Eyewitness Reports in History Louisiana Purchase Part 1
An eyewitness account of the Louisiana Purchase in United States history managed by Thomas Jefferson.
EYEWITNESS REPORTS ON HIGHLIGHTS OF U.S. HISTORY
When: October, 1802-October, 1803
How: In 1795, Western farmers won permission to ship their produce down the Mississippi River, then controlled by Spain. This included the right of deposit at New Orleans. There, cargoes of corn, whiskey, and pork were reloaded aboard oceangoing vessels bound for the East Coast and foreign ports.
On Oct. 16, 1802, Juan Ventura Morales, intendant of Louisiana, commissioned by the king of Spain, withdrew the right of deposit.
Without the Mississippi, farmers had no access to markets. Westerners responded to the news with explosive indignation. Militias formed. Messages went to Pres. Thomas Jefferson with demands for a march on New Orleans.
Jefferson knew the river had become a lifeline for Westerners, held to the Union by loose bonds. But he also knew that France, not Spain, would soon be in control of it. Rumors of a secret deal between the two countries had finally been confirmed. Napoleon Bonaparte, dreaming of a New World empire, had persuaded Spain to turn over Louisiana, a huge expanse of land west of the Mississippi.
The idea of power-drunk Napoleon in charge of the river chilled Jefferson. And he was stung by the taunts of his political opponents, who lambasted his "milk and water" policies. But Jefferson had a passion for peace. An alternative to war would be the purchase of New Orleans.
Jefferson had already instructed Robert Livingston, the American minister in Paris, to explore the possibility of buying New Orleans. Now he asked Congress to appropriate money to buy this port city and the Floridas. He then instructed James Monroe to go to Paris and help Livingston negotiate. Monroe, a Virginian but popular with the West, had a friendly manner but could drive hard bargains.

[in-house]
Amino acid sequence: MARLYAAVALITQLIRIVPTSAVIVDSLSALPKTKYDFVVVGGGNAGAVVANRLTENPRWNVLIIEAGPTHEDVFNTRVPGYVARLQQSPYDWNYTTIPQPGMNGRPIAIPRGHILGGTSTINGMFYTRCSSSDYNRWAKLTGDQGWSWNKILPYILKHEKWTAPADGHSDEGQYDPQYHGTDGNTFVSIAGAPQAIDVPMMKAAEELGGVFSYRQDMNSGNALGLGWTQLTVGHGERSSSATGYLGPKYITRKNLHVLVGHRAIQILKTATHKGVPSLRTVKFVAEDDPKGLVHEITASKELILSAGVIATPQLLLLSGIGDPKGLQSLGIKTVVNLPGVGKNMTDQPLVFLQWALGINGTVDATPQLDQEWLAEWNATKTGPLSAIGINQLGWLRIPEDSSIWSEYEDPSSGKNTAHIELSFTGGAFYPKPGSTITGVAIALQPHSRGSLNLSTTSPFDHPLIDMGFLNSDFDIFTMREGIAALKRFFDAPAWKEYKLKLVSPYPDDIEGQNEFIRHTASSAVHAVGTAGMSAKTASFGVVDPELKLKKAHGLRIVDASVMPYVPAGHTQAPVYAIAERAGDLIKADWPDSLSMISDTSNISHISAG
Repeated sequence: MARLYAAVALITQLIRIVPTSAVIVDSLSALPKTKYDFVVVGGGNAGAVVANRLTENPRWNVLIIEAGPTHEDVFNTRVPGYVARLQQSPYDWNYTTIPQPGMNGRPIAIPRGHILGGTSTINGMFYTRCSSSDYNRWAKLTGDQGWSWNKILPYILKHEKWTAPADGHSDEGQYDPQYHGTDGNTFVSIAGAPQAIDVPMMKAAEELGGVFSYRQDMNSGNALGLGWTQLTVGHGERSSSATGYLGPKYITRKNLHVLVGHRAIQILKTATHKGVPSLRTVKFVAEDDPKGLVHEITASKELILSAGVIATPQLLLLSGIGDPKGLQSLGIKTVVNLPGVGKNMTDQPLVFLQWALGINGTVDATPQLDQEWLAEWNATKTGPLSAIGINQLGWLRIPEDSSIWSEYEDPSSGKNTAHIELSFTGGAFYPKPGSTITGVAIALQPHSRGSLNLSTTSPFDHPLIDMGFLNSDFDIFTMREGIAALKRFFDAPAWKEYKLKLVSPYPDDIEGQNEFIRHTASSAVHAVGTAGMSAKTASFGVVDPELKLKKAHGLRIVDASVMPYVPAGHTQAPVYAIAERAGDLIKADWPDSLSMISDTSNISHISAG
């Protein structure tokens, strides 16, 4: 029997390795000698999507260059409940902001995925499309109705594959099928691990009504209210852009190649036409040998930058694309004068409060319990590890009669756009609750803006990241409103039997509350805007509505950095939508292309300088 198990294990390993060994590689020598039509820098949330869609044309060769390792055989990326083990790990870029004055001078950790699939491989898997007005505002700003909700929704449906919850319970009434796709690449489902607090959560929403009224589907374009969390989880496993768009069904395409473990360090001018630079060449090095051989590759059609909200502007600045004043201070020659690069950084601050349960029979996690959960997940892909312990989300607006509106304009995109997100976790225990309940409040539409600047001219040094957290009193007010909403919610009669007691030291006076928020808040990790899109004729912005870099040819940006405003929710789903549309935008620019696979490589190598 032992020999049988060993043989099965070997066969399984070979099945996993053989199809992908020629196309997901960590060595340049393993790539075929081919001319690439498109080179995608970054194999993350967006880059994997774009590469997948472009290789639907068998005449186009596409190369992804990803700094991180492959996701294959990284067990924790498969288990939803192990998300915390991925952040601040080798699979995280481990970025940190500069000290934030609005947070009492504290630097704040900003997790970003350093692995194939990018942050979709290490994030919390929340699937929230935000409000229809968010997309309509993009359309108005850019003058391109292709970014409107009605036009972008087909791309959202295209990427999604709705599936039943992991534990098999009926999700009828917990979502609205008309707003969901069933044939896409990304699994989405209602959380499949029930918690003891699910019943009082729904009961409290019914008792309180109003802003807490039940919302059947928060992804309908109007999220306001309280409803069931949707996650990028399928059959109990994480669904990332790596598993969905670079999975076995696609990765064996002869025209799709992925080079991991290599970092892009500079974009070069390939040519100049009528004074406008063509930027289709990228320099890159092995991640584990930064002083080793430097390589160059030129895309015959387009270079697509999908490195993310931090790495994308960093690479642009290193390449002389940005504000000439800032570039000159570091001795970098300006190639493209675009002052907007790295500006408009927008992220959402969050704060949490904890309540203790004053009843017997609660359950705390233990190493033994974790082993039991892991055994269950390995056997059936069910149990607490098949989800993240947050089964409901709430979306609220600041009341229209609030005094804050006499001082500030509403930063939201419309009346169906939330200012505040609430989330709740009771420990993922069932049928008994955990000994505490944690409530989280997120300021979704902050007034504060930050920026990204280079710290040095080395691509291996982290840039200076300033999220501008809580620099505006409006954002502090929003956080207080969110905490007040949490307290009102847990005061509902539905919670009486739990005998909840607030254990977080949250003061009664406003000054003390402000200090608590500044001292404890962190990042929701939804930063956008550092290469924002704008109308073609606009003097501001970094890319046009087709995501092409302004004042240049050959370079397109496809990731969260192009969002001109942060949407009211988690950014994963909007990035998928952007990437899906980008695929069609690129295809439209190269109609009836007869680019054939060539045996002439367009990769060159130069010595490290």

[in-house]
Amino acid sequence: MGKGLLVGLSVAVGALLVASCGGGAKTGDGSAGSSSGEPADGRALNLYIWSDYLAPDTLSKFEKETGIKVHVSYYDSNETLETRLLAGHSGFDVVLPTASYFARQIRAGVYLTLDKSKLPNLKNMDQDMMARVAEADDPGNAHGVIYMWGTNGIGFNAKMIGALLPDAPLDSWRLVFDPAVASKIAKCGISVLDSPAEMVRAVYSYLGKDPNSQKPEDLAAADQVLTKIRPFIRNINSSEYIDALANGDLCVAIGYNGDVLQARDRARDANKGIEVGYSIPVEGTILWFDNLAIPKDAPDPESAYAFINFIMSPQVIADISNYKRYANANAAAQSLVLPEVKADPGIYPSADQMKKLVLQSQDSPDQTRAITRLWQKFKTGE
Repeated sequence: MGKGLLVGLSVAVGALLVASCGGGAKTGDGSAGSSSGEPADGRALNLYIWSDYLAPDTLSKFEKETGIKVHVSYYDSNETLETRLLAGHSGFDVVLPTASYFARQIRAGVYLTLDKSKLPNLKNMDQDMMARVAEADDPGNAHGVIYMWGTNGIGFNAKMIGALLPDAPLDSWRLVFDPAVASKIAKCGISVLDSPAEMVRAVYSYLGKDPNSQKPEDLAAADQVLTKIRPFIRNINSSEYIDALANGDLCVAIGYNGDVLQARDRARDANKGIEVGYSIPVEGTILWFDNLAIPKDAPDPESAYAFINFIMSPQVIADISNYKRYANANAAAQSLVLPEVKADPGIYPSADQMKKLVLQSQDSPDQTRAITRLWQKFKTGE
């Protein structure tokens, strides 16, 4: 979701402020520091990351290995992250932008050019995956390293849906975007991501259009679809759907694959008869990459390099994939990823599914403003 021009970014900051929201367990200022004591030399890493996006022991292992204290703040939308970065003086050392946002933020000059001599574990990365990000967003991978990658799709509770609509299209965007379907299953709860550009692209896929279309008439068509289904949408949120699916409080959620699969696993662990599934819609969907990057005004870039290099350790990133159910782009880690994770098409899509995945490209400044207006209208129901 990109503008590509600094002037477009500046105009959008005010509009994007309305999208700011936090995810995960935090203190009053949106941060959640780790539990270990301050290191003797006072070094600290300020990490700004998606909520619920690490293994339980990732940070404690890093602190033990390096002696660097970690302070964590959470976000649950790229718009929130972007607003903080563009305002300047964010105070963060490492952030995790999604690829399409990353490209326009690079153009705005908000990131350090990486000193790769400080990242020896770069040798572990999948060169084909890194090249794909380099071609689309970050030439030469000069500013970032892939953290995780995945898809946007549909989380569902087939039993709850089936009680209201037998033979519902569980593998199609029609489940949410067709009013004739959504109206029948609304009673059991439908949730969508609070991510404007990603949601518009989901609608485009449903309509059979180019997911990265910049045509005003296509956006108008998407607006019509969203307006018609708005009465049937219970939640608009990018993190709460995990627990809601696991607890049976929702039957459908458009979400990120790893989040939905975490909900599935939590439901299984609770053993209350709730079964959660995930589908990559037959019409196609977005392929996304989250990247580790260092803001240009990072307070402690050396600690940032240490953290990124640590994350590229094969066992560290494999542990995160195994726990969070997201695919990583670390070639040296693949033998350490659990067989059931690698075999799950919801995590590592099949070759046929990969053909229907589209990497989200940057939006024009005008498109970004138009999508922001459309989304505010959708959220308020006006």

Livingston did not look forward to Monroe's arrival. For months he had got nowhere with smooth-talking Talleyrand, French minister of foreign affairs. Napoleon had been unwilling to sell an inch of land.
But then in a surprise move, Talleyrand hinted that Napoleon might be willing to dump all of Louisiana. Livingston would have liked to bring off the purchase before Monroe arrived with his fancy title of Envoy Extraordinary.
Monroe got to Paris early in April. That same day Barbe-Marbois, minister of finance, met with Livingston. Napoleon, he said, was indeed ready to sell Louisiana. Many things had happened to change his mind. Troops sent to Santo Domingo as a first step in setting up his New World empire had been disastrously defeated. Because of prospects of a war with England, he needed gold for military supplies. Favors to America might also lead to an alliance against the British.
For days, Monroe and Livingston dickered over the price of purchase. They also wanted to know exactly what they were buying. Finally they settled on a territory extending from Canada to the Gulf of Mexico and westward to the Rockies, but boundaries were still indefinite. For this land they would pay $15 million-$5 million more than had been authorized.
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